Stand dynamics modulate water cycling and mortality risk in droughted tropical forest

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da Costa , A C L , Rowland , L , Oliveira , R S , Oliveira , A A R , Binks , O J , Salmon , Y , Vasconcelos , S S , Junior , J A S , Ferreira , L V , Poyatos , R , Mencuccini , M & Meir , P 2018 , ' Stand dynamics modulate water cycling and mortality risk in droughted tropical forest ' , Global Change Biology , vol. 24 , no. 1 , pp. 249-258 . https://doi.org/10.1111/gcb.13851

Title: Stand dynamics modulate water cycling and mortality risk in droughted tropical forest
Author: da Costa, Antonio C. L.; Rowland, Lucy; Oliveira, Rafael S.; Oliveira, Alex A. R.; Binks, Oliver J.; Salmon, Yann; Vasconcelos, Steel S.; Junior, João A. S.; Ferreira, Leandro V.; Poyatos, Rafael; Mencuccini, Maurizio; Meir, Patrick
Contributor: University of Helsinki, Ecosystem processes (INAR Forest Sciences)
Date: 2018-01
Language: eng
Number of pages: 10
Belongs to series: Global Change Biology
ISSN: 1365-2486
URI: http://hdl.handle.net/10138/237861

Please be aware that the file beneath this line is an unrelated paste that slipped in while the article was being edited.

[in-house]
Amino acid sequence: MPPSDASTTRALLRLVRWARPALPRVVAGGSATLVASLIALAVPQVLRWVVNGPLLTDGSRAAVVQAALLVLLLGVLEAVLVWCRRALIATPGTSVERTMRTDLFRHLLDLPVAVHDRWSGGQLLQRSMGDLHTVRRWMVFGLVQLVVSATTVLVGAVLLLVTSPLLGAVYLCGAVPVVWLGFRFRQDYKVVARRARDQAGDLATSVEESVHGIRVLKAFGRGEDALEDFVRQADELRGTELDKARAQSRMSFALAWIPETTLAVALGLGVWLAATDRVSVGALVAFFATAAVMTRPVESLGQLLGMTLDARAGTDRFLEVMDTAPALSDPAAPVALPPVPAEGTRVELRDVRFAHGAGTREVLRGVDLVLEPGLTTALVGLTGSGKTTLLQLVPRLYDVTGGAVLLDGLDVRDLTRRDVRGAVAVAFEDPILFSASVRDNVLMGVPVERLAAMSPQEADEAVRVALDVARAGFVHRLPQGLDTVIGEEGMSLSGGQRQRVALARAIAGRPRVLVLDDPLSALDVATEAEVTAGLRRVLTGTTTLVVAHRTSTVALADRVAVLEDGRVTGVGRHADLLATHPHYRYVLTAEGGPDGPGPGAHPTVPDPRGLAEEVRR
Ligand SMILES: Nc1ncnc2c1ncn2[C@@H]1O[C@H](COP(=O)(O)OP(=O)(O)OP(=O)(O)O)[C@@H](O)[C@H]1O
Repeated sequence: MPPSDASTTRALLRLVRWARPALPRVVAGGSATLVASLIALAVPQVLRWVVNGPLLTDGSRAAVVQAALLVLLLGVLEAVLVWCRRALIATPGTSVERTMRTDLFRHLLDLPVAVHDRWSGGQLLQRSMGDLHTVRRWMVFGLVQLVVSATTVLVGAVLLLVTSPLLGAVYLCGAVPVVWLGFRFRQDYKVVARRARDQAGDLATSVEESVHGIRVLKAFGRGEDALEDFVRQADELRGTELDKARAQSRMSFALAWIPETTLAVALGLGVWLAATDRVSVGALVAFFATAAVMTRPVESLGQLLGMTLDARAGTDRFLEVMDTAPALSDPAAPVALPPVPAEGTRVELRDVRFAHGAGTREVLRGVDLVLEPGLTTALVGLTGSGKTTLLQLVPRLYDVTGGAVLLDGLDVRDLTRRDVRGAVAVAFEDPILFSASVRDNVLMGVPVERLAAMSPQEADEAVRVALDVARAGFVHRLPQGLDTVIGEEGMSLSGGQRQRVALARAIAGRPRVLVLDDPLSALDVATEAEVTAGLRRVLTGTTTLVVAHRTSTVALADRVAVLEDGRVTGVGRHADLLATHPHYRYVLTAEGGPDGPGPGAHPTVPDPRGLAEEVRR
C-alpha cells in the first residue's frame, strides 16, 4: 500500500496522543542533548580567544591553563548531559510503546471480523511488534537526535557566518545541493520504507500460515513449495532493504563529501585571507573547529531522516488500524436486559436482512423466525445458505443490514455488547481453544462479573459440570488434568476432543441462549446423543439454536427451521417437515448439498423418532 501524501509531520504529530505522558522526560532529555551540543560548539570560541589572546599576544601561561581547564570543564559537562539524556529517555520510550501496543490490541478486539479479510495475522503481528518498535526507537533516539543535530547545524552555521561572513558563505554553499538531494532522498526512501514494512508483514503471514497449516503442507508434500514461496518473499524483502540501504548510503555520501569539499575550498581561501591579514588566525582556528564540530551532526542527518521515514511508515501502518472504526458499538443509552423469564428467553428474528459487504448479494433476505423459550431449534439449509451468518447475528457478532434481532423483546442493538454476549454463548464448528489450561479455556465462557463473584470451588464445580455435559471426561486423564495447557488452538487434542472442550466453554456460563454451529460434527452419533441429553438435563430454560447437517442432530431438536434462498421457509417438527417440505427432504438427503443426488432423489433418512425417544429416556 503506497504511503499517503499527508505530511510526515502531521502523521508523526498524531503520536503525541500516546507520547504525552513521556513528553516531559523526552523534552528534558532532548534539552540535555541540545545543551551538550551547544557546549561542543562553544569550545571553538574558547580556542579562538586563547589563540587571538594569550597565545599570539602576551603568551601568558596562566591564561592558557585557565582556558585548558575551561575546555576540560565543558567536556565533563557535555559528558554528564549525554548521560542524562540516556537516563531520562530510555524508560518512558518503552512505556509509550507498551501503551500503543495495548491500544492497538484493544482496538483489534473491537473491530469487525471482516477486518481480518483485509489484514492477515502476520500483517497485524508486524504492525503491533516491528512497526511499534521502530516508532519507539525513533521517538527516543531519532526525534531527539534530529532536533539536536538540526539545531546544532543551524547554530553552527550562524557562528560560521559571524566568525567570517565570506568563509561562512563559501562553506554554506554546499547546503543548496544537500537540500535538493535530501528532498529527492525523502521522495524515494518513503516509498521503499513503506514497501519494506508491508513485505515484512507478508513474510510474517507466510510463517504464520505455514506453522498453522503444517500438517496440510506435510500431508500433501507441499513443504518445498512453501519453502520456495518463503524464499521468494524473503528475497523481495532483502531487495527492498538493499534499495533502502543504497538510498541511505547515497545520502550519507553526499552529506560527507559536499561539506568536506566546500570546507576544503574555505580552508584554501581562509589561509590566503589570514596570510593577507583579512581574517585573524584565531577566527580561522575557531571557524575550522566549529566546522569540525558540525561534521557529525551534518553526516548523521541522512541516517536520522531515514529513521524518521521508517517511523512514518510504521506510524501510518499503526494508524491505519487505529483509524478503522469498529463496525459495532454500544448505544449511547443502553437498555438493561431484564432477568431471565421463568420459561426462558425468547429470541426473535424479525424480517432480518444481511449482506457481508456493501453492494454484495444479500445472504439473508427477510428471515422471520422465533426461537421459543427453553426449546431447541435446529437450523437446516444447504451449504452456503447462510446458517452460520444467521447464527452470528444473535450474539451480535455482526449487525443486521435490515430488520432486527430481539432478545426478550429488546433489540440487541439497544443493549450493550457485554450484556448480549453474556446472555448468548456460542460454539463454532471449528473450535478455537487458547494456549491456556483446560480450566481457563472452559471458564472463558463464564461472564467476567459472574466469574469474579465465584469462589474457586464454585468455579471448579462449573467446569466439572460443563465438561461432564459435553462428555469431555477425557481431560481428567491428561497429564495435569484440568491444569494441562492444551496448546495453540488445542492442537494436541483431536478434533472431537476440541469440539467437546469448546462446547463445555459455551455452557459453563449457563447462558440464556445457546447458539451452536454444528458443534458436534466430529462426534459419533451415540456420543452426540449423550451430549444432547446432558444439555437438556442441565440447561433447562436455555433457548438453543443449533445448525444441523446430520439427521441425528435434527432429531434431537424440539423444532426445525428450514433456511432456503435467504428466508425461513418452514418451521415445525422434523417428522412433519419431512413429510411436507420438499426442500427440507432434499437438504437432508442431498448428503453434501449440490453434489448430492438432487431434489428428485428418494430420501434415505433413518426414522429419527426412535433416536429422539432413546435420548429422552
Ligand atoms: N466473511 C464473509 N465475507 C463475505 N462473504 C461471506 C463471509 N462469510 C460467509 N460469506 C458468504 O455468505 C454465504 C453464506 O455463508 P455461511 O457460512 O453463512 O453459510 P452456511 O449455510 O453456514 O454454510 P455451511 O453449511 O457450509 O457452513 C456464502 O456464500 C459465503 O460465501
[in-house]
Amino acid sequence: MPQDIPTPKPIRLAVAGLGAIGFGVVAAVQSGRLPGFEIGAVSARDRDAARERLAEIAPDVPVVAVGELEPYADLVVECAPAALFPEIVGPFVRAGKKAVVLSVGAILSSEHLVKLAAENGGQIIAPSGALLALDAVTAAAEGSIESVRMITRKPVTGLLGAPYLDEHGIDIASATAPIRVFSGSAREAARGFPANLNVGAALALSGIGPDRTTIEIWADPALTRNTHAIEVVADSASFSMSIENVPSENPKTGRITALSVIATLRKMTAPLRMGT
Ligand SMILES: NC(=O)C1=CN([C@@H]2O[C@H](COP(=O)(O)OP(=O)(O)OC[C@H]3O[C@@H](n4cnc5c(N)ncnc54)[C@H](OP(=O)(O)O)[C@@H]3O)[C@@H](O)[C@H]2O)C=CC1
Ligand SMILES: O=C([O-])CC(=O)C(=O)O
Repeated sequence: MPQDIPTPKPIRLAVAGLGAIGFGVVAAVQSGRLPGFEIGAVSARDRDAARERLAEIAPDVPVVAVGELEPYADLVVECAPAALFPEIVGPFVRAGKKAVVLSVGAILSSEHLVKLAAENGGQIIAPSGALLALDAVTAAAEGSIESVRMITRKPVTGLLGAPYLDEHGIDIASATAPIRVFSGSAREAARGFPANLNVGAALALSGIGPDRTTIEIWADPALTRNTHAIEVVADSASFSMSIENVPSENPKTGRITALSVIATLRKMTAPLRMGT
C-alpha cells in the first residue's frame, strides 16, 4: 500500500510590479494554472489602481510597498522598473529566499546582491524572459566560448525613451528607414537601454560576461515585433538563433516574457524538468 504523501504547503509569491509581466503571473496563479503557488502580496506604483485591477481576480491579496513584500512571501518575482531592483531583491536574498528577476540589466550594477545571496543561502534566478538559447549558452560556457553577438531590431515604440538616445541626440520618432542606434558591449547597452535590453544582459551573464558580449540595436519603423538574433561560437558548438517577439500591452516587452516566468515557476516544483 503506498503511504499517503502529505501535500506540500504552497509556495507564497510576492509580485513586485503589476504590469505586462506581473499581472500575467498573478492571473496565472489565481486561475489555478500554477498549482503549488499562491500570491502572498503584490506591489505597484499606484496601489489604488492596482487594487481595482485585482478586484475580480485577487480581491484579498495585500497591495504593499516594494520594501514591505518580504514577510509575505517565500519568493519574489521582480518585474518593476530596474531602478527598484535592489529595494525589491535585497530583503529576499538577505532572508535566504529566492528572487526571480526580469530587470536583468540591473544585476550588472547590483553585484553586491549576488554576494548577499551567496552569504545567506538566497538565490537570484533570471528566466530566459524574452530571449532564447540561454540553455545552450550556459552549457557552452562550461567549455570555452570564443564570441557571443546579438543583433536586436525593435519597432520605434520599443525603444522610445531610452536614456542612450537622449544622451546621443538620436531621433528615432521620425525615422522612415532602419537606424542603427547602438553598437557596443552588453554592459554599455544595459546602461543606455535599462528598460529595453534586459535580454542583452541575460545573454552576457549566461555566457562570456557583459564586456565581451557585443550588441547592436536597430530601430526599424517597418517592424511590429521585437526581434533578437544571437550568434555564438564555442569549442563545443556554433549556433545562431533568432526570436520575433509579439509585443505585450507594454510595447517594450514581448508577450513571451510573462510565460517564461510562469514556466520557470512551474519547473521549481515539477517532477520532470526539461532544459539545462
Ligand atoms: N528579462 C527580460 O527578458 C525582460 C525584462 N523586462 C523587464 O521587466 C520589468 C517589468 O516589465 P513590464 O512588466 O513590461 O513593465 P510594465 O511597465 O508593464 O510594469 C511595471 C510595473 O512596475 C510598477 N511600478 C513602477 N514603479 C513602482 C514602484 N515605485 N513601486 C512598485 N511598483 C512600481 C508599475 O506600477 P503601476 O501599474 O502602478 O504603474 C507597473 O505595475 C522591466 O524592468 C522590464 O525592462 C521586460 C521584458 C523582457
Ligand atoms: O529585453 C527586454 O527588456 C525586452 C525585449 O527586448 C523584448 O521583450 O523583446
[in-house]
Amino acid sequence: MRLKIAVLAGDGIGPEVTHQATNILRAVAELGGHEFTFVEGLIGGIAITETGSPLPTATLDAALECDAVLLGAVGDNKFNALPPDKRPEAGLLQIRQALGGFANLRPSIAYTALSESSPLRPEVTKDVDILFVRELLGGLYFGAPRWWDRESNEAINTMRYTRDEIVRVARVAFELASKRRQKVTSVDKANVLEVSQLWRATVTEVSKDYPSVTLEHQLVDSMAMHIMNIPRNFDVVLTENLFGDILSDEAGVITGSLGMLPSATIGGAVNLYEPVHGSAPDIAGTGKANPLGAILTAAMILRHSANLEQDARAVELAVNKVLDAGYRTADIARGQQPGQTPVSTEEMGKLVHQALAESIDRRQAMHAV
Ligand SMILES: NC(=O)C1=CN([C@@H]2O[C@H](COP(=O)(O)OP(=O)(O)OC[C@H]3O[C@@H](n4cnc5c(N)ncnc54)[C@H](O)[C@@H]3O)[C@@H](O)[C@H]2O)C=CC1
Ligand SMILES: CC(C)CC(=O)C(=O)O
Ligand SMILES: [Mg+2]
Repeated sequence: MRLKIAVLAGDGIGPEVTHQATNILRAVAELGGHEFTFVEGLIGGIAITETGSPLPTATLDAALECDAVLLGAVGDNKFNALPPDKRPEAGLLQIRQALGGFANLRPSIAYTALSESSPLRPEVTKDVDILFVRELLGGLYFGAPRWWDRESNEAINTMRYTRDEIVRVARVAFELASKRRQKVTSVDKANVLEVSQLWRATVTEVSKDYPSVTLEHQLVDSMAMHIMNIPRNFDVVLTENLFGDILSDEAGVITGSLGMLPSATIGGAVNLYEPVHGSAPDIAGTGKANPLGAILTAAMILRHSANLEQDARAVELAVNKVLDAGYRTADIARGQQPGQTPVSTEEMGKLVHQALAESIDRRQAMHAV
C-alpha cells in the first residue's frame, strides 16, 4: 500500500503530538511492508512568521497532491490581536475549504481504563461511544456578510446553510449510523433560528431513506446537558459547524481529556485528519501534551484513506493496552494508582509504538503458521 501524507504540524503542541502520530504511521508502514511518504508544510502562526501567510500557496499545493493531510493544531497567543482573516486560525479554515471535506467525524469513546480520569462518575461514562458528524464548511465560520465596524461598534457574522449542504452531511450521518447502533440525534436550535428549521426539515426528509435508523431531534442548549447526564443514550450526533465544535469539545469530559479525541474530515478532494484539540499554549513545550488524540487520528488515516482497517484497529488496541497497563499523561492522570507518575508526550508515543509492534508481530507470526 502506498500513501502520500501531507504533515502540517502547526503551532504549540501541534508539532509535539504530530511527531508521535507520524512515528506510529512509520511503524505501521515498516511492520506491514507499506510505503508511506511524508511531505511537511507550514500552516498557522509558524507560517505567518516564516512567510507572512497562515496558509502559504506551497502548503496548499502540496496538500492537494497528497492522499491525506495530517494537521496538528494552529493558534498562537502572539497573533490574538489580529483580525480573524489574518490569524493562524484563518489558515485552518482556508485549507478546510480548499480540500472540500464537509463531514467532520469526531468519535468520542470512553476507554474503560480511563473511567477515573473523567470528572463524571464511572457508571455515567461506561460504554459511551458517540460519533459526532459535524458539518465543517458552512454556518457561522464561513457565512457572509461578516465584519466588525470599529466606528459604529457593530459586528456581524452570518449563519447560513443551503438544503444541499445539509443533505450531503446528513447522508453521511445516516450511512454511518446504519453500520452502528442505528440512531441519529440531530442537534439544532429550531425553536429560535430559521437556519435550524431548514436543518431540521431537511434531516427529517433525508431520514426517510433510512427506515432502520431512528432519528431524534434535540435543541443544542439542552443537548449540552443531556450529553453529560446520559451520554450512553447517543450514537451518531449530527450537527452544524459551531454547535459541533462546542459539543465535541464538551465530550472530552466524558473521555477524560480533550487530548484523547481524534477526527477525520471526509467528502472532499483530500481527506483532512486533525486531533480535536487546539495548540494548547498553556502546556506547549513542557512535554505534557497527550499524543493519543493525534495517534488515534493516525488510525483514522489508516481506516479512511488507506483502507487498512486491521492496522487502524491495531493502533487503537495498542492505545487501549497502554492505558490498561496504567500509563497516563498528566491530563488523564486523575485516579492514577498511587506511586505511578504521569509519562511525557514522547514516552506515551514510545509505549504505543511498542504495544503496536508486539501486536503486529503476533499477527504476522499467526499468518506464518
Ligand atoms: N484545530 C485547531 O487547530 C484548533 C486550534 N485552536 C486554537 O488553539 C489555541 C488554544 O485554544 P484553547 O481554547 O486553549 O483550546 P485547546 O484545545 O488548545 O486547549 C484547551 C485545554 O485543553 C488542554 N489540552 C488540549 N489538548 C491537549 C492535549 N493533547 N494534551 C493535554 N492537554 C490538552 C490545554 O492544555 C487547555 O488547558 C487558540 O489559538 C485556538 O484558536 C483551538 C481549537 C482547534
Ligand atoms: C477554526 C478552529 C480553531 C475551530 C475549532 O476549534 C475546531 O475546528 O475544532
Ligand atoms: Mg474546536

Abstract: Transpiration from the Amazon rainforest generates an essential water source at a global and local scale. However, changes in rainforest function with climate change can disrupt this process, causing significant reductions in precipitation across Amazonia, and potentially at a global scale. We report the only study of forest transpiration following a long-term (>10 year) experimental drought treatment in Amazonian forest. After 15 years of receiving half the normal rainfall, drought-related tree mortality caused total forest transpiration to decrease by 30%. However, the surviving droughted trees maintained or increased transpiration because of reduced competition for water and increased light availability, which is consistent with increased growth rates. Consequently, the amount of water supplied as rainfall reaching the soil and directly recycled as transpiration increased to 100%. This value was 25% greater than for adjacent nondroughted forest. If these drought conditions were accompanied by a modest increase in temperature (e.g., 1.5°C), water demand would exceed supply, making the forest more prone to increased tree mortality.
Subject: 114 Physical sciences
1172 Environmental sciences
1183 Plant biology, microbiology, virology
drought, sap flux, transpiration, tree mortality, tropical forest, water cycling
water cycling
tree mortality
AMAZONIAN RAIN-FOREST
CLIMATE-CHANGE
FLUX
SOIL-MOISTURE DEFICIT
TRANSPIRATION
RESPONSES
SEASONALITY
sap flux
transpiration
TREES
drought
REGIONAL CLIMATE
tropical forest
HYDRAULICS
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